• Maps Live View is an AR overlay that uses your phone's camera.
  • It’s useful, but you can always just look at the real world with your own eyes. 
  • Putting everything online is better for Google than it is for you and me. 

Closeup on a hand holding a smartphone that displays Google Maps.

Google Maps' new Live View is an impressive feature that gives us one more way not to pay attention to the world around us. 

Live View gives us a peek at the future of augmented reality (AR). You hold your phone up, and the app scans the surroundings through your camera and overlays map data on the live view. The idea is that you can find out more about your surroundings. But does this add useful data to the world or turn the street into one more Google Maps layer?

“We’re already so connected to our phones and tablets that we risk accidents on the daily because we’re too busy scrolling to pay attention when walking or driving. This new feature will make that worse,” Kyle MacDonald, VP at GPS tracking company Mojio, told Lifewire via email.

Head In Sand

Once, some years ago, I was so intent on following Google Maps’ direction down a dark village street that I stepped into a puddle that submerged and flooded my sneakers. This has since become a family joke, even though I’m the least likely person to whip out their phone for a quick hit of app-powered dopamine. 

Jokes aside, we already spend much of our lives looking at our phones. It makes sense on a daily subway commute, but on vacation or when walking around a new city, it’s a distraction at best, and a way to get your bag snatched or your pocket picked at worst. 

Live View is a pretty simple idea. Hold up the in-app camera, and if you see a dot over a location, tap it to see more detail. It’s an obvious extension of regular Google Maps, only instead of tapping on the map to learn more, you tap on the actual places virtually. And, of course, it can be very useful. You could, for instance, check the opening hours of a business. Or you could find out what kind of service they offer or what they sell.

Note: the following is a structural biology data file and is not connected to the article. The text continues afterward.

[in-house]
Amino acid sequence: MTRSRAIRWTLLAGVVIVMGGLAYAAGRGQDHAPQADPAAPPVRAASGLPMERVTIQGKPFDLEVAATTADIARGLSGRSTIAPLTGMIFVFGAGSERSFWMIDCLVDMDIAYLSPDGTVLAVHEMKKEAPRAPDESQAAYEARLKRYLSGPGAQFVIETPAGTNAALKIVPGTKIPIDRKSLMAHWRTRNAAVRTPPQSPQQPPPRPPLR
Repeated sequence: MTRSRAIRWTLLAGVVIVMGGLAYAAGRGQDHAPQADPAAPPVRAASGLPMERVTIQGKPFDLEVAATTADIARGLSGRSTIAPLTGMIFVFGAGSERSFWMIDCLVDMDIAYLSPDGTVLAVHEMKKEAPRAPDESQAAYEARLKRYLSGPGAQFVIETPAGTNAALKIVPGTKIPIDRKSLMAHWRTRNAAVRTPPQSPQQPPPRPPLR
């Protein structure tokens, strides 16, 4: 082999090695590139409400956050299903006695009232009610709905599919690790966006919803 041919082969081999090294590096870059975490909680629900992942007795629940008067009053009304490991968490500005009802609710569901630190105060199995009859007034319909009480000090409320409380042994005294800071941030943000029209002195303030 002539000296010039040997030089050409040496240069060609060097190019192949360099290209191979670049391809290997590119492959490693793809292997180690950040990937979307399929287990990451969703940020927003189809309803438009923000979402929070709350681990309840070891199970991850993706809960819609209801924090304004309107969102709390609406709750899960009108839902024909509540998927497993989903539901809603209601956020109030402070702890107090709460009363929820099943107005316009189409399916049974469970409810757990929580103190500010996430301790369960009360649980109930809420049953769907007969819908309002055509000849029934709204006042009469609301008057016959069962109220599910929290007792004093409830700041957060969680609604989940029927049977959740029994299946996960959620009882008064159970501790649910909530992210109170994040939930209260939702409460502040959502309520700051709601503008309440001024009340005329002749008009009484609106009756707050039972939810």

But of course, as the place is right in front of you, you could just cross the street and look at the sign on the door to see the opening hours or look through the window to check what kind of store/restaurant/business it is. As a human with experience in the world, you can tell much more about a place from seeing it IRL (in real life) than you can from a Google Maps page. 

Who Benefits?

Google Maps is one of the wonders of the modern world. Between its map layers, public-transport integration, fairly-accurate opening times, images, street view, and directions, it really brings the best of the internet to the real world. 

Google benefits every time you use it, gathering usage data and obviously your location, but the tradeoff is fine because the service is amazing, useful, and allows you both to navigate the place you are in and to explore from afar. But it seems that Live View is better for Google than it is for us, the users.

As mentioned above, it doesn't bring anything you couldn't get yourself from the existing maps layers in combination with your legs and eyes. And what's in it for Google? It's hard to believe that it won't gather plenty of street-level data based on the live camera feed, along with your phone's GPS, gyroscopes, and compass. That's super-valuable data. 

We're already so connected to our phones and tablets that we risk accidents on the daily because we're too busy scrolling to pay attention when walking or driving.

Not to say that this is a problem. Just that adding features like this that aren't so useful for the user can make an already confusing app even more bloated. Of course, more features are welcome, but only if they don't get in the way of the core purposes of the app—getting around and finding things. 

AR is an interesting idea. In one way, it enhances the world around us, either with visual overlays like this or by adding audio extras through headphones. But it could also be viewed as yet another way to grab our attention and keep us inside the commercial, always-monitored world of Google, Facebook, Apple, or whoever provides them. 

Instead, perhaps we should enjoy the real world as much as we can instead of letting it become yet another monetization opportunity for others? In the words of the great philosopher Ferris Bueller, “Life moves pretty fast. If you don’t stop and look around once in a while, you could miss it.”

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